22 January 2017

Women's March for Social Justice: Saint Petersburg, Florida!

This is a mostly image only post. I thought I would share some of the pictures I shot from yesterday's glorious Women's March event!

The above quote is from Coretta Scott King. I posted this image--borrowed from the @womensmarch's IG-- yesterday morning, as I was preparing for the march. This quote moved me to tears and invigorated myself/my soul for this experience. I marched in Saint Petersburg, Florida with two friends of mine; one of them, part of my graduate school cohort at MICA (you can see our picture a few knots below). 20,000 people showed up to Demens Landing in St. Pete. It was the largest activist gathering in that little beach town's history. What an incredible community happening to be a part of! 

The last image on this post is from my friend, Reggie Black. On occasion he posts musings via sticky notes. I thought this one was particularly topical for this weekend. Check out his sticky inspiration here.

The second to last image is an arial shot of the march in Saint Petersburg taken by a local real estate guy named Hal Freedman from a condo above. He posted the image on FB, and it went viral . . .  

I have also posted Aziz Ansari's monologue from the opening of last night's Saturday Night Live. I feel like he says so eloquently what a lot of us are thinking about.

Enjoy these pictures! Let's keep the energy going!!


02 January 2017

Artist Interview Series: Featuring Brian Michael Flue . . .

Before anything else happens in our collective lives, I want to send a shout-out and a big HAPPY BIRTHDAY to my boyfriend, Josh. He is an awesome human and the luckiest person to have his birthday fall on the first day of the year! Yay! Happiest first week of the year to Josh!

*  *  *

I found the following image yesterday on Pussy Hat Project's Instagram and I instantly reposted it.

2017 is set to be an interesting year, if for nothing else (which there is actually plenty else happening in the world), impending leadership of the United States. This is why artists and makers and doers are creating some of the best work of their careers, now, in this time of uncertainty and disillusion.

Making and looking at art is one of the greatest ways to gain perspective and take a look at the bigger picture. Making artwork can give you a "voice" where maybe you didn't think you had one to begin with. It can help to pose questions, open up conversation, engage communities at large, and bring about awareness and change.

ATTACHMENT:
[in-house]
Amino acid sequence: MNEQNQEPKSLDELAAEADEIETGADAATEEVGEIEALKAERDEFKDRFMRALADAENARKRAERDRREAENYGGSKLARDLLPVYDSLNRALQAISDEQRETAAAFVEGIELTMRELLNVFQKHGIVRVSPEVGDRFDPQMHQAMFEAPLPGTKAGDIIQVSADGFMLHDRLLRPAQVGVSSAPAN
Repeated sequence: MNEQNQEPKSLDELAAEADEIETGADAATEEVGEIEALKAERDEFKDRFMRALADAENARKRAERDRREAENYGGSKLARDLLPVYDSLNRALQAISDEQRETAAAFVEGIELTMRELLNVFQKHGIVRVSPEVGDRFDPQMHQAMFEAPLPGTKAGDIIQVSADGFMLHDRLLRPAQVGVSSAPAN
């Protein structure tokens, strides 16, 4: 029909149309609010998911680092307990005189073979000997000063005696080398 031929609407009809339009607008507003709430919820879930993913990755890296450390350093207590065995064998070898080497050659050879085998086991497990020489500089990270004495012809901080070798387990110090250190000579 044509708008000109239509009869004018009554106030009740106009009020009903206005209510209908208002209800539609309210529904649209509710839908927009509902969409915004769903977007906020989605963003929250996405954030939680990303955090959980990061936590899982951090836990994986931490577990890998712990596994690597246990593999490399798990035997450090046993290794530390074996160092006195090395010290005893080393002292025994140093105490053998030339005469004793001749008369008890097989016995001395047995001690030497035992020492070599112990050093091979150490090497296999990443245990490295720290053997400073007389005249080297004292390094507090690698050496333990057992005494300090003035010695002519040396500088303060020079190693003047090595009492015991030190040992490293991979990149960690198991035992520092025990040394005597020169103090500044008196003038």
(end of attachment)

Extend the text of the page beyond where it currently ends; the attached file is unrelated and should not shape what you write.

That's why I have decided to devote a good portion of my blogging in 2017 to interviews with fellow artists.

To start off this Artist Interview Series, I have chosen to interview someone I have only recently had the pleasure of meeting. His name is Brian, and he lives in Georgia. Brian is Josh's brother. In early December, I went to Atlanta for a conference. And, I stayed with Josh's parents and got to meet Brian. I was only there for roughly 24 hours, but I was able to view some of his work and it was incredible, and--quite frankly--mind-blowing. The amount of detail and time put into each piece was hard for me to comprehend. And, it was all materials that I am not used to looking at. I know very little about wood, paper, leather, and paint. The way that Brian puts everything together is absolutely contemporary and magical, beautiful and cosmic. He has trained himself in his artistic practice, not by a formal education path, but by perseverance and dedication to his craft. He is extremely prolific. I think I ended up viewing close to 100 or 150 pieces made over the course of several years. 

The goal now is to get this work shown, either in galleries or alternative spaces. Seeing all of his work together, as one collection, is truly striking and would wow even the most reserved viewer. This past weekend, he brought me close to 30 pieces (wood, paper, and walking sticks) to show around to a variety of galleries in the Southeastern region of the United States. I'm thinking of starting with Asheville, Savannah, St. Petersburg, and Nashville. And of course, a website is coming soon! Please contact me with any suggestions, though. Brian is excited and eager to make things happen!

While I was in Atlanta, I took a few snapshots of the work presented to me. And over the last few weeks, I sent him a list of questions via email. Here are his responses. Enjoy!